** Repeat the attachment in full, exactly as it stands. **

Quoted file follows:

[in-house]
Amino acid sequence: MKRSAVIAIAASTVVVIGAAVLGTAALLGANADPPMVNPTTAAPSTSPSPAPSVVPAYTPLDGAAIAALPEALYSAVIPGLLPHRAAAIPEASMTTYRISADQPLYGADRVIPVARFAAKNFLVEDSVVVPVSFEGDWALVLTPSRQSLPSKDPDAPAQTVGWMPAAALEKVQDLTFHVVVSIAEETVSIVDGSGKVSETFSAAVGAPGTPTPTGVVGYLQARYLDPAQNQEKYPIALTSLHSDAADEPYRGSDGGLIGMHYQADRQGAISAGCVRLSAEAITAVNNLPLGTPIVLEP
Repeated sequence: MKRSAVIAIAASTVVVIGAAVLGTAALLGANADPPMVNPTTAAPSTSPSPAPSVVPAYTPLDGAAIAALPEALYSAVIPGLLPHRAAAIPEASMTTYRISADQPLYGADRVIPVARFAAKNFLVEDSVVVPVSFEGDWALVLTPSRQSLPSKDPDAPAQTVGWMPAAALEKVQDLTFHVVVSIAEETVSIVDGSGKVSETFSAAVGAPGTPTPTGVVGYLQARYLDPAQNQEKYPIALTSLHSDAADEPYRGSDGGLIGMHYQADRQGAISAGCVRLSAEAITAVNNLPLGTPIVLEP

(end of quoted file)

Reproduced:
[in-house]
Amino acid sequence: MKRSAVIAIAASTVVVIGAAVLGTAALLGANADPPMVNPTTAAPSTSPSPAPSVVPAYTPLDGAAIAALPEALYSAVIPGLLPHRAAAIPEASMTTYRISADQPLYGADRVIPVARFAAKNFLVEDSVVVPVSFEGDWALVLTPSRQSLPSKDPDAPAQTVGWMPAAALEKVQDLTFHVVVSIAEETVSIVDGSGKVSETFSAAVGAPGTPTPTGVVGYLQARYLDPAQNQEKYPIALTSLHSDAADEPYRGSDGGLIGMHYQADRQGAISAGCVRLSAEAITAVNNLPLGTPIVLEP
Repeated sequence: MKRSAVIAIAASTVVVIGAAVLGTAALLGANADPPMVNPTTAAPSTSPSPAPSVVPAYTPLDGAAIAALPEALYSAVIPGLLPHRAAAIPEASMTTYRISADQPLYGADRVIPVARFAAKNFLVEDSVVVPVSFEGDWALVLTPSRQSLPSKDPDAPAQTVGWMPAAALEKVQDLTFHVVVSIAEETVSIVDGSGKVSETFSAAVGAPGTPTPTGVVGYLQARYLDPAQNQEKYPIALTSLHSDAADEPYRGSDGGLIGMHYQADRQGAISAGCVRLSAEAITAVNNLPLGTPIVLEP